When you first learn to shoot in manual mode, all that’s on your mind is shutter speed, aperture, and ISO… and hurrying to figure those 3 out before missing your shot opportunity. Once you feel comfortable in those and understand how the three truly work together + begin to “see the light,” you can learn to manipulate light. I shoot in natural night or ambient light almost always and use my in-camera spot meter. In many situations, my goal is to get that light meter to read 0 or pretty close to so that I know my photo will be exposed correctly. But as my skill grew, I learned how over exposing and under exposing in yummy light can be like adding the cherry on top of that perfect moment documented.
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Seeing the Light
My son was crawling around our front room when I noticed the perfect light coming in from the doorway. The light was not direct sunlight, as we have a covered porch. The light was pure daylight and pure beautiful! Because of the walls, it basically was creating a triangle on the floor. I gave Levi his bottle and knew it was a perfect opportunity to photograph him 360 degrees around so you can see the affect of light.
Here he is crawling from our living room (the carpet area) into our hallway (the hardwood). Where you can see the light strongest on him (where he is the brightest), it’s from the light shining through my front door. I had the door open and he was about 5 feet away from it.
Side Light aka Directional Light
I laid him in the middle of the strongest patch of light. You can see the doorway light is coming from the right side of me. It lands on him so dramatically and quickly fades away with the shadows. I love this look, because when you see the photo, you see only what is important: his details (hair, lashes, fingers), the timestamp (his bottle), and the texture of his blanket leaves mark of sweetness on your heart.
Below, he is still technically being lit from the side, I just moved my position up.
While he was gazing outside, sipping away, I went up about 6 stairs and shot down. You can see how the light is blocked by the wall on the right side, so it truly makes the light on the floor a pocket of dramatic light. I focused on his right eye, which is also where my spot meter reads. I tried to expose in-camera to make his skin tone perfect, which meant I was just below 0 on my meter.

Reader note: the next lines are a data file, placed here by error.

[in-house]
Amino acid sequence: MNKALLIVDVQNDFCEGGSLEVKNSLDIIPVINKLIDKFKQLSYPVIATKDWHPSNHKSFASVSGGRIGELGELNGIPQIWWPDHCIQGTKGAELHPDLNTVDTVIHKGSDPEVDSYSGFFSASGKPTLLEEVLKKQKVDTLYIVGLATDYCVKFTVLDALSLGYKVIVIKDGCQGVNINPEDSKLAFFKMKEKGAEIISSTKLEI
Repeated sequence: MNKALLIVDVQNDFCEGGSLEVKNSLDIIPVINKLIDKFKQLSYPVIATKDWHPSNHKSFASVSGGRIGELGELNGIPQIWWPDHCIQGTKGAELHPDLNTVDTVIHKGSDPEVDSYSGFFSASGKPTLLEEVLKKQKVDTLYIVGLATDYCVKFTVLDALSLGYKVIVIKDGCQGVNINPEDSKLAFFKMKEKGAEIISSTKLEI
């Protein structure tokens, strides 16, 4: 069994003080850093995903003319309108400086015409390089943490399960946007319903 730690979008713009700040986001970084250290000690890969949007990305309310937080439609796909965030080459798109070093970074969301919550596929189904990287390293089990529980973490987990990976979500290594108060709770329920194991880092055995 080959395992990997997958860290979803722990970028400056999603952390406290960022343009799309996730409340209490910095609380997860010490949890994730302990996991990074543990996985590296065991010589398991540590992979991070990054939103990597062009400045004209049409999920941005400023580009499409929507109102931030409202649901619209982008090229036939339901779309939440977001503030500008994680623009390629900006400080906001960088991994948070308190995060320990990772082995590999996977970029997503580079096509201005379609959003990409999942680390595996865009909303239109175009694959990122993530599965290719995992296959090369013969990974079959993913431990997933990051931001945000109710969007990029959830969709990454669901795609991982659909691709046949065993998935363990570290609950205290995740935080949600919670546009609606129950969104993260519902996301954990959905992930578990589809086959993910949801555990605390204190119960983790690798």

I strongly dislike our carpet in the front room (it was there from previous owners), but I love the texture it gives in the black and white versions of these images!
I came back down stairs and entered the living room. I am standing by his feet so that I can take a few birds-eye photos. He is still being lit from the side, I just have again changed MY position. The only change is his sweet glance up at me. I was in love with how he was clenching onto his “lovey” (blanket) so tight. I took 3 variations of this little detail to play with the composition. I love in-camera framing things in such a way that your are drawn to the detail…. and I don’t mind if that means I leave out part of his eye… it’s about the overall feel.
Here I’ve also under-exposed slightly. The camera wanted it brighter, because it sees the shadows and is like, “too dark! too dark!” However, only revealing what is in the highlights is what makes the images what they are. It’s what makes these photos speak to my heart.
Backlight & Photo Haze
So now you can see the doorway. Because of where I moved, he is technically being backlit. I have also gotten down close to his level when I composed the photo. The light coming in from behind allows you to clearly see the detail of his bottle. The light on him, especially on his leg, now has a slight halo… known as rim lighting. The photo overall has a haze to it, because the light source is coming straight into my camera lens.
Because I’m not really a huge fan of haze, I stepped to the left. Now, he is still being backlit by the door, but the light source is NOT going into my camera lens. I am not in the light, I am in the shadow (behind the wall that blocks some of the light as seen in the photos above). See how much more clarity you get in the image without the haze?
Lastly, I moved to the opposite side of him. Now I am shooting him as if he is in a spot light. I see very little shadowing on him, because of my position. I am not such a fan of this photo, because now I also see the distractions of my crayon decorated wall & Dori + Nemo.
I hope this helps all of you shooters see the light a little easier. This is an even better post about light: the Master Light Guide for Storytelling Photographers.